Last Wednesday, the Georgia Department of Natural Resources, reeling from a 39 percent state budget cut, announced a series of “heart-wrenching” moves designed to deal with the spending cuts and a 24 percent drop in revenue.
Statewide, access and services at five state parks will be reduced, operational days will drop at 12 historic sites, and fees for lodging, recreation and parking will increase as well. Locally, hours of operation at the Dahlonega Gold Museum will be reduced, although specifics were not immediately available. The new rules, when clarified, will take effect July 1.
I received this information by a personal phone call from DNR before it was released to the Atlanta press on Wednesday afternoon. I immediately called the Mayor of Dahlonega to give him a heads up and then met with our local media.
The Mayor set up a meeting for Friday morning, May 29 to include the Chamber of Commerce and their tourism folks, city and county officials, myself and other key players. He then called DNR in Atlanta to get an update on what they will be able to do and how we can help. Working together we can develop a plan to manage this situation the same successful way we did when the Mohawk Plant closed earlier this year. I’ll keep you informed as this latest state budget challenge plays out.
On a more encouraging note, the Bio 2009 International Convention came to Atlanta, May 18-21. Biotechnology is technology based on biology, especially when used in agriculture, food science and medicine. BIO (caps) stands for Biotechnology Industry Organization, the companies which participated and paid for most of the convention.
This was the first time that a Bio International Convention has been held in the Southeast. It is recognition that Georgia has some great research universities, technical organizations and start-up companies.
Atlanta’s World Congress Center displayed exhibits of 1,800 companies from 28 states and more than a dozen foreign countries. This was not a low-level convention. Over 1,000 CEOs and CFOs, plus a number of Governors, attended some portion of the Bio 2009 International Convention.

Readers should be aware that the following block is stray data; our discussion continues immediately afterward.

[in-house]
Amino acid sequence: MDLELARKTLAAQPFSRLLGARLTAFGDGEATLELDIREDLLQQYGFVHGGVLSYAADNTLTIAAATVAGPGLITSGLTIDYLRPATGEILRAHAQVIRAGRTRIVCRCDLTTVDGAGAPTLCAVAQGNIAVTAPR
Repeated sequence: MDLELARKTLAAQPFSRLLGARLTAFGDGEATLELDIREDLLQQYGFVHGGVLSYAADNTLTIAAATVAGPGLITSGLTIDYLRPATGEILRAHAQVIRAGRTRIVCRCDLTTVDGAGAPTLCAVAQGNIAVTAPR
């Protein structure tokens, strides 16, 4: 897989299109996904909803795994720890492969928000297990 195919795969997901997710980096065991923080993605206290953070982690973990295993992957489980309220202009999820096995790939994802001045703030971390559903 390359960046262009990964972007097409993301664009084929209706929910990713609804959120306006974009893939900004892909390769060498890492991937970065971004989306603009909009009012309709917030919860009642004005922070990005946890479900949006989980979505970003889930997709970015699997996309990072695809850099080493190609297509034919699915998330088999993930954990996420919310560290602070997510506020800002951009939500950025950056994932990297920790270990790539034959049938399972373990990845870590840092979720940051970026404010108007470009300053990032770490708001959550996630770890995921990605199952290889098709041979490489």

Despite the economy, the event was an overwhelming success. We were hoping for 15,000 participants, but more than 17,000 actually showed up for the four days of events. Thirty percent of the visitors were from outside the U.S.
A major reason for so many high-ranking officials to be present was the networking opportunities available. Gov. Perdue and Georgia Bio were hoping to entice some of these companies to establish businesses in the Technology Arc, that portion of GA 316 between Atlanta and Athens. Georgia Bio is the state organization for biotechnology companies.
During the convention, Governor Perdue announced that the Emory Vaccine Center will collaborate with the Australian Centre for Vaccine Development to establish an international research program leading to the development of new human vaccines for infectious diseases and cancers.
Gov. Perdue also announced that Emory University will establish a new Emory Institute for Drug Discovery focusing on commercially neglected diseases, global health partnerships and mentored research.
The center will be led by internationally recognized scientist and entrepreneur, Dennis Liotta, PhD, who co-invented drugs taken by more than 94 percent of HIV/AIDS patients in the U.S.
“These two groundbreaking initiatives by one of Georgia’s top-ranked universities reflect the exciting biomedical advances that thrive in our state,” said Gov. Perdue. “Our business environment invites the kind of entrepreneurial innovation and global partnerships that will lead to the medical breakthroughs of the future.”
One of my favorite sessions at the convention was entitled: “Taking the Pulse of Bioscience Education in America: A State by State Analysis.”
The speakers expressed deep concern that the scientific and technological building blocks critical to our economic leadership are eroding at a time when many other nations are gathering strength. In particular, students’ interest in pursuing science, technology, engineering and mathematics skills and careers seems to be diminishing. This trend poses particular challenges to the bioscience industry, which must maintain an edge against global competitors.
Let me know your ideas for keeping the Dahlonega Gold Museum open on its regular seven day a week schedule.
Amos Amerson can be reached at 689 N. Chestatee Street, Dahlonega, GA 30533; (706) 864-6589; e-mail firstname.lastname@example.org. Or call Gerald Lewy at (706) 344-7788.